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Suppose $X_u$ satisfies the SDE $$ dX_u = a(u, X_u) du + b(u,X_u) dW_u\;. $$ Fix $T > 0$ and let $X_t = x$ for $0 \leq t \leq T$ be given. For any measurable function $h$, define $$ g(t,x) = E^{t,x}(h(X_T))\;. $$ Then $g$ satisfies the Feynman-Kac equation $$ g_t(t,x) + a(t, x) g_x(t,x) + \frac{1}{2}b^2(t,x)g_{xx}(t,x) = 0 $$ with terminal condition $$ g(T,x) = h(x) \;. $$ Fair enough, but now consider the Kolmogorov backward equation. Let $p(t,x; T, y)$ be the transition density of $X_u$; i.e., if $X_t = x$, then $X_T$ has density $p(t,x; T,y)$ in the $y$ variable. Then for each $T$ and $y$, $p$ satisfies the Kolmogorov backward equation $$ p_t(t,x; T,y) + a(t,x)p_x(t,x;T,y) + \frac{1}{2}b^2(t,x)p_{xx}(t,x;, T,y) = 0 $$ with terminal condition $$ p(T,x; T,y) = u_T(x) $$ for some function $u_T(x)$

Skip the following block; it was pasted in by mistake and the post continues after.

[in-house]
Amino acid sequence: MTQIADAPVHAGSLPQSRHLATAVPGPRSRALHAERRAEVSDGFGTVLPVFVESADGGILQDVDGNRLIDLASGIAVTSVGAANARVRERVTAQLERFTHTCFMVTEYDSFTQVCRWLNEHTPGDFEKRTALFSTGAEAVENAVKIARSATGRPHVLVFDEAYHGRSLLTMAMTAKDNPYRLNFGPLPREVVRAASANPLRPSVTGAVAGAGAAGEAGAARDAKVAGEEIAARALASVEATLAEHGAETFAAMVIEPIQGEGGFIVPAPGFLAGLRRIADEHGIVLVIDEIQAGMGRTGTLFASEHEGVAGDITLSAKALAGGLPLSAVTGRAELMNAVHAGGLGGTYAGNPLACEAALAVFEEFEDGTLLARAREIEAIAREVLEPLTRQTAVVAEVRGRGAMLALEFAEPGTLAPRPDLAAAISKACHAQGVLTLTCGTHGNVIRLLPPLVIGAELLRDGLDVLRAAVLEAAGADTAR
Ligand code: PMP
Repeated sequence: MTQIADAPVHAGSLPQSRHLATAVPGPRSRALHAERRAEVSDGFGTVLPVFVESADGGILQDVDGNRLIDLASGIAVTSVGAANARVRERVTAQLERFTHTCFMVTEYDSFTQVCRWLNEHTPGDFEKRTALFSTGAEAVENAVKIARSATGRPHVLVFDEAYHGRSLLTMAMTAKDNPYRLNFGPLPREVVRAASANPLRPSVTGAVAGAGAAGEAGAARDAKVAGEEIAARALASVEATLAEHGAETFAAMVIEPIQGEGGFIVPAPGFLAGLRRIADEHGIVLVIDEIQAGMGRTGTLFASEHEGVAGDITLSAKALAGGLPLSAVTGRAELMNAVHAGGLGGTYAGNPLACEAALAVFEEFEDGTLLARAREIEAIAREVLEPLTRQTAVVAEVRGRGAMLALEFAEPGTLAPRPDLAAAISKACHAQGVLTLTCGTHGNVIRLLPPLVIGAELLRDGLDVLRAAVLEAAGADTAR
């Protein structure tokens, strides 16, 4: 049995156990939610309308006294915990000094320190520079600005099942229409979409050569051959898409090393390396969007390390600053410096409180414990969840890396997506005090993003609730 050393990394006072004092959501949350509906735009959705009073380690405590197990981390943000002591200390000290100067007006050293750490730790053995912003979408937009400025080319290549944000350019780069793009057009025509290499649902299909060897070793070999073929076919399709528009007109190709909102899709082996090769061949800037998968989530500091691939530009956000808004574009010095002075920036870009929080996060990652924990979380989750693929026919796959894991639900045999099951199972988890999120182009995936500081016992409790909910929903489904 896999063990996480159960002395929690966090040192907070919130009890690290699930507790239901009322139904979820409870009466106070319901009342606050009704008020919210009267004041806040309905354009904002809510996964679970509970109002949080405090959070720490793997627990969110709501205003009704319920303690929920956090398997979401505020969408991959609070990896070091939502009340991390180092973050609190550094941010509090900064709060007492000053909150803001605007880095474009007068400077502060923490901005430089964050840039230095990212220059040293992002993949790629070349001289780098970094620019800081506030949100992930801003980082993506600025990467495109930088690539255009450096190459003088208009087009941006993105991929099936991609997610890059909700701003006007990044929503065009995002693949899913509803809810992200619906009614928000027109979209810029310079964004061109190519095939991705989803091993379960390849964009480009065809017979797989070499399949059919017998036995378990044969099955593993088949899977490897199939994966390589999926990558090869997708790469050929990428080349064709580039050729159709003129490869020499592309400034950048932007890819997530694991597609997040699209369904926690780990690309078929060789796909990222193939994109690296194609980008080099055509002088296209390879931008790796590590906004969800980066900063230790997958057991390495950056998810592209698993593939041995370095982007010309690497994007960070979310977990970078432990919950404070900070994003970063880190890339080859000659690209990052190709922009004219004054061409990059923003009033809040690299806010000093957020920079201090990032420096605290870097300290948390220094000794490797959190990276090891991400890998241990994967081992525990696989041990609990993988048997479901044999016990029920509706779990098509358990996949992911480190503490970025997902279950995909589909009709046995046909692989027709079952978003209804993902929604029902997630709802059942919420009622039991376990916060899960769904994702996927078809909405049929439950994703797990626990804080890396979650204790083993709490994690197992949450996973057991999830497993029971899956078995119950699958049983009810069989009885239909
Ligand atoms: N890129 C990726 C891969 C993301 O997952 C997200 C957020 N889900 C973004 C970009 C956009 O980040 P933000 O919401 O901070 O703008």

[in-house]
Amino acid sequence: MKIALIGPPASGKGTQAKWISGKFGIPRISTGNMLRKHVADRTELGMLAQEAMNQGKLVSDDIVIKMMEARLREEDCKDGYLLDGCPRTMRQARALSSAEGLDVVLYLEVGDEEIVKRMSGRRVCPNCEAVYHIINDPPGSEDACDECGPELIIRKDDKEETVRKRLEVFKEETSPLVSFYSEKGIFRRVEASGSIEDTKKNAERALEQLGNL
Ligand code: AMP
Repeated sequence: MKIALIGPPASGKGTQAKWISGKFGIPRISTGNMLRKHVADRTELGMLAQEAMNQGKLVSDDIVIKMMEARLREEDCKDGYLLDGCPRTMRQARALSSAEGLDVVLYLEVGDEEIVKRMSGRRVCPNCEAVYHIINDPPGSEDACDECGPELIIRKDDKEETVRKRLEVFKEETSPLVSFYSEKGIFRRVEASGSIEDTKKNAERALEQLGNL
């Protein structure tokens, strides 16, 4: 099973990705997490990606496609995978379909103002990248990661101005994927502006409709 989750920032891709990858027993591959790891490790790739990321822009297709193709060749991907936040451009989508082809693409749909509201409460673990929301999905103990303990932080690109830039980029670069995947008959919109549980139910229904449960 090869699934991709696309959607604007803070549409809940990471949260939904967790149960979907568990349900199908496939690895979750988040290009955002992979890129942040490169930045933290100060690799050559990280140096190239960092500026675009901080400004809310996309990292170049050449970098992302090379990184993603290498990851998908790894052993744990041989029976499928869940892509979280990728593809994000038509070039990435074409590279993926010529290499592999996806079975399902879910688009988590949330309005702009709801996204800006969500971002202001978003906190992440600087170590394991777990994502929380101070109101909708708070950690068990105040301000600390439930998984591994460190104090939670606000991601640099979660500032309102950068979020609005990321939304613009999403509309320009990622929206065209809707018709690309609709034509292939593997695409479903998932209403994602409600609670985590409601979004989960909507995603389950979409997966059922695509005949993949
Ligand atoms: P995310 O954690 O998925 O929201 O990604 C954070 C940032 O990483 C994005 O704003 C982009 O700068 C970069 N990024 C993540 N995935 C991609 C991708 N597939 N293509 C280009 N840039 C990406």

As far as I can tell, these are the same equations; the only difference between the solutions being the terminal conditions. Is this a correct understanding? Is there some greater insight as to why these aren't both called the same equation? I see that $g$ and $p$ are related by $$ g(t,x) = \int_{-\infty}^\infty h(y) p(x,t;T,y)\,dy $$ but I'm not seeing anything insightful from this relationship, and am afraid I'm missing something. I've read the answer here but am still a bit unsure of the difference.

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